Chord Progressions Secrets: Tritone Substitution

Jazz substitutions seem completely illogical or difficult to remember? Here is an easy introduction to them.

Chord Progressions Secrets: Tritone Substitution
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You love the sound of Jazz chord progressions, but you are scared at the level of theory you have to master in order to play them? Everybody seems to talk a strange language that reads like a cartoon swearing? (something as "Bb7/b9/#5") Or maybe you are put off by the sheer number of chord patterns you have to learn? I have a solution for you. Keep reading.

You may have heard about Jazz Chord Substitutions. The basic idea is to take a chord progression, then change a few of the chords in order to make it more interesting, usually following some complicate-looking rules. Most chord progressions are created using substitutions on shorter and simpler progressions so once you master the substitutions you can create new good chord progression (and it's easier to understand the existing ones).

The problem is due to these complicate-looking rules. They are not as complicated at they seem, but most teachers (or books) tend to just give them out without really explaining them in detail. This is NOT helped by the fact that said teachers or books start their explanation with phrases like: "obviously C9/b5 = Gb7/#5/b5". Obviously? (and yes, this is an actual quote from a book that I will leave unnamed…)

Good news everyone: it does not need to be that way. All these Jazz players who discovered these substitution "rules" did not have to get a PhD in math in order to understand them. Which makes you think that the problem is not the rules per se, but the way that they are explained. And in fact, substitution rules are quite natural if you sit down a moment and try to understand WHY they work.

In the video below I will show you how to use one of these "scary" substitutions to make a standard Blues progression sound like a complicated Jazz. Best of all? It's easy, so easy that once you see what I'm doing you can IMPROVISE the chord shapes rather than using chord shapes that you committed by hart.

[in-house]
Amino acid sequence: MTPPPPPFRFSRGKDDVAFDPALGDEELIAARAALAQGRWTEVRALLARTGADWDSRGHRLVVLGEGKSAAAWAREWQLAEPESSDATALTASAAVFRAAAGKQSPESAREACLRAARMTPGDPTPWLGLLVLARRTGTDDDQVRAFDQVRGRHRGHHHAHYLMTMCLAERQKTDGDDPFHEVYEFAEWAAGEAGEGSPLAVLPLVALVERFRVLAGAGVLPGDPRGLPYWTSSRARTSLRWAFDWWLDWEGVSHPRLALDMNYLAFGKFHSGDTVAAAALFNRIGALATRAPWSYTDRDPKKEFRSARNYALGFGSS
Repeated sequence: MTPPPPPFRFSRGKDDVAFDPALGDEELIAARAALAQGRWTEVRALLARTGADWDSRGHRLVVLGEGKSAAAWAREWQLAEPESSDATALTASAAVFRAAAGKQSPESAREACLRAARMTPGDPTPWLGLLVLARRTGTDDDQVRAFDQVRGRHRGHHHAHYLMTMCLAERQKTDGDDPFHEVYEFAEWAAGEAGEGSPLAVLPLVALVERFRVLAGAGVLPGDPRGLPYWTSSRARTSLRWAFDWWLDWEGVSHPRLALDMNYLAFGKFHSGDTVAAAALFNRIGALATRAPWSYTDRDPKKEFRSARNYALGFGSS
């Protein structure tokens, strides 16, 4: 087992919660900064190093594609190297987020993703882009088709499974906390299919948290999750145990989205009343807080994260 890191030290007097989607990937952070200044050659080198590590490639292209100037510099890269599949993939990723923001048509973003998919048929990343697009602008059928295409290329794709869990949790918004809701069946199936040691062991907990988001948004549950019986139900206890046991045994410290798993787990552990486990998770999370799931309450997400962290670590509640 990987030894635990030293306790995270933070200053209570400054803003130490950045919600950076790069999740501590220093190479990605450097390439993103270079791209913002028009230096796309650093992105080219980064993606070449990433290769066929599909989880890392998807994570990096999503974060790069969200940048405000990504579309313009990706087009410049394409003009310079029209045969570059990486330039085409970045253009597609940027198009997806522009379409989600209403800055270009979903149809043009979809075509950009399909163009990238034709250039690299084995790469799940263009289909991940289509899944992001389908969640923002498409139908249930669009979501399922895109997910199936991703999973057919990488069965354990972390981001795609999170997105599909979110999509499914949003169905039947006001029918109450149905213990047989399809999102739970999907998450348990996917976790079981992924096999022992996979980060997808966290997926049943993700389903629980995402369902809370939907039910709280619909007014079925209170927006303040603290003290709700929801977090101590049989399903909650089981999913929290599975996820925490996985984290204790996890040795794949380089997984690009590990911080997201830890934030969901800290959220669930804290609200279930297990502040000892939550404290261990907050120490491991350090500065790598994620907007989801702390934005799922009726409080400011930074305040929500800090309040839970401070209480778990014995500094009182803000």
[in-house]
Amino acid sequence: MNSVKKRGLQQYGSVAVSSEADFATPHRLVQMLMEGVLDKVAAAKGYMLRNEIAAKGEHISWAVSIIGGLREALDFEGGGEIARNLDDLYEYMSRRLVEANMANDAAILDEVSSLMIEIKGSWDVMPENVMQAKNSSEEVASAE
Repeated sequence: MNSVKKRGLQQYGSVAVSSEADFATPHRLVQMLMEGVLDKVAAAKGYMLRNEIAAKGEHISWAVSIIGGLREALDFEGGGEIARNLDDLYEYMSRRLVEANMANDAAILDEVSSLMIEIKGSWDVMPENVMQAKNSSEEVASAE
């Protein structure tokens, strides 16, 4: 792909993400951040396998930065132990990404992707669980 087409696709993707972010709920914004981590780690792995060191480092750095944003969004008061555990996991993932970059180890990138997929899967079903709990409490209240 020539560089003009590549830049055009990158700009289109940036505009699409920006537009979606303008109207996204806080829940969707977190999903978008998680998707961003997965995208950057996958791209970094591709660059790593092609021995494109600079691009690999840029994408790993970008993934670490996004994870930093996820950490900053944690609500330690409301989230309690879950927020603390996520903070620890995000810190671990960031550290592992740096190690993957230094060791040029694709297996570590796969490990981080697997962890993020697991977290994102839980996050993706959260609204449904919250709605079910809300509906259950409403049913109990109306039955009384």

Watch this video and you'll see what I mean.


What you should do now? Well if you haven't taken up your guitar yet, this is the time! Play everything I was playing in the video on your guitar. Get your fingers to know the few shapes I have shown, and see how easy it is to actually play them.

As you can see, you can apply the substitution straight on the fretboard, without "calculating" what chord you have to play. Just play one chord shape rather than the other. THIS is how great Jazz player do it! Of course, there is MUCH more to substitutions than what I explain here (book have been filled with them), but now you have an idea of how to understand them: see what they mean directly on the fretboard.

About the Author:
Tommaso Zillio is a prog rock guitarist and teacher with a passion for Music Theory applied to Guitar.

12 comments sorted by best / new / date

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    scotto10
    Good stuff. I always like it when someone can simplify something like this. thanks
    Sir_Taffey
    I think the bit at the end was brilliant "You won't damage anybody or anything if it doesn't sound good right away" (or something to the effect). The best damn motivation after such a great lesson. I can't really wrap my head around this stuff and this was an amazing lesson for chord progressions and I will be using this a lot Thanks a million for this!
    maximumrocker
    I use this technique a lot when I play Jazz. As well as writing music. Whether its Jazz or Metal. This sub is cool, freeing, and giving a ton more options to move keys. Just as useful as Fully Diminished chords/Arpgs
    ian.sycamore.9
    Really good lessons, this guy is good at explaining things clearly and concisely. His examples make sense and his style of teaching makes an intimidating subject far far easier to understand.